The Challenge Tour Grand Final celebrates its 25th anniversary with a return to European soil and an arrival at its new home in Mallorca.
The season-ending event brings together the best 45 golfers from this season and as they get ready to take on Club de Golf Alcanada in Mallorca, we take a look back at the rich golfing history of this pressure-packed tournament.
The Grand Final was established in 1995 and originally played in Portugal, where Spain’s Francis Valera claimed a one-stroke victory to secure his graduation after defeating a strong field of future European Tour winners, including triumphant 2018 European Ryder Cup Captain, Thomas Bjørn.
Bjørn’s promotion-winning campaign on the Challenge Tour was surely a sign of things to come, as the future 15-time European Tour winner finished in a tie for eighth at Quinta do Peru to secure his place atop the Rankings, becoming the first Dane to be crowned Challenge Tour Number One.
Every hole matters
The Grand Final is truly unique in that it is not always about the winner, but rather, about an elite field on the cusp of realising their dream, that is, if they can manage four solid rounds with it all on the line.
Last year, Pedro Figueiredo did just that. Starting the week outside the top 15, the Portuguese golfer needed a strong finish to move up the Rankings and secure a European Tour card. Although he did not contend for the title, he still found himself facing a must-make putt on the final hole of the tournament and the season.
The converted 15-foot birdie putt moved him from a share of 17th place into a tie for 13th on the Grand Final leaderboard and earned him an additional 3,000 Rankings points. That result edged him 604 points ahead of Tom Murray in the race for the 15th and final European Tour card.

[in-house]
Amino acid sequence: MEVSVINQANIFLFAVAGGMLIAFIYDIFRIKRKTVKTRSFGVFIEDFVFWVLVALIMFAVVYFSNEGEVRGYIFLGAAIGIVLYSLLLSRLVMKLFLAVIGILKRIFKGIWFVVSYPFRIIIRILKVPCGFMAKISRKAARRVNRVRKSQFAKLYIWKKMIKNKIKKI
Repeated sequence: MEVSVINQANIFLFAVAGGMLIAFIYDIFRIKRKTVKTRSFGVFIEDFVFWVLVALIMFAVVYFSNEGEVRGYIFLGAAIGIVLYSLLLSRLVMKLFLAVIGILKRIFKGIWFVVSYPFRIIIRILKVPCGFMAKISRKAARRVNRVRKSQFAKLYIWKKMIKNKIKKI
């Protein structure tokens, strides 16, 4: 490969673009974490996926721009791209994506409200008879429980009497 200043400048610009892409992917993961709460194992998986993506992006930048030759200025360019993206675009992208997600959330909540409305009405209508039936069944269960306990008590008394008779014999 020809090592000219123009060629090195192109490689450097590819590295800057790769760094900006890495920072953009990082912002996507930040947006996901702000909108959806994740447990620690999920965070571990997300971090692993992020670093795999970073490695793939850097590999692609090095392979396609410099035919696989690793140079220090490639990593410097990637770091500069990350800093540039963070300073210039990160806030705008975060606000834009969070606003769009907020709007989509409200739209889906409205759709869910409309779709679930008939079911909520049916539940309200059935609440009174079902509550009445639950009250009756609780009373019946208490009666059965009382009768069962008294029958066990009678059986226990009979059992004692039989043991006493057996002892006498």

With less than 12,000 points separating 15th and 25th on this year’s Road to Mallorca Rankings, it is not a matter of if, but rather who will face a must-make putt to end their season.
You might recognise the name of the Grand Final winner from 2000. Henrik Stenson finished on 18 under par at Varadero Golf Club in Cuba to claim his third win in a Challenge Tour campaign that more closely resembles a highlights reel.
The Swede was red-hot when he arrived at the season-ending tournament and looked to polish off a year that featured two wins, two runner-up finishes, two tied thirds and two other top five finishes.
He also arrived in Varadero with unfinished business. A year earlier, the future Open Champion had carded rounds of 70-70-69-70 for an agonising tied second place finish — failing to earn full playing privileges on the European Tour as a result.
Stenson got his revenge that next year, breaking 70 in every round on his way to the winner’s circle, using his success to blossom into one of the world’s best players of the next two decades.
Stenson beat his fellow future Major Champion Trevor Immelman at the 2000 Grand Final in Cuba, but they are not the only Major winners to have come through the final event.
World Number One Brooks Koepka played the tournament in 2012, his first season on the Challenge Tour, but was unable to graduate to the European Tour that year after a disappointing 31st place finish. The American did not have to wait long to punch his ticket to the European Tour though — he secured his card by winning three times before the halfway mark of the season in 2013.
Another former World Number One, Martin Kaymer, also played the Grand Final in Italy. The German put together an impressive season that year, with his eight starts being highlighted by two wins, a second, two third place finishes and a tied fourth, which went with his tied 13th place finish at the Grand Final to secure his spot on the European Tour.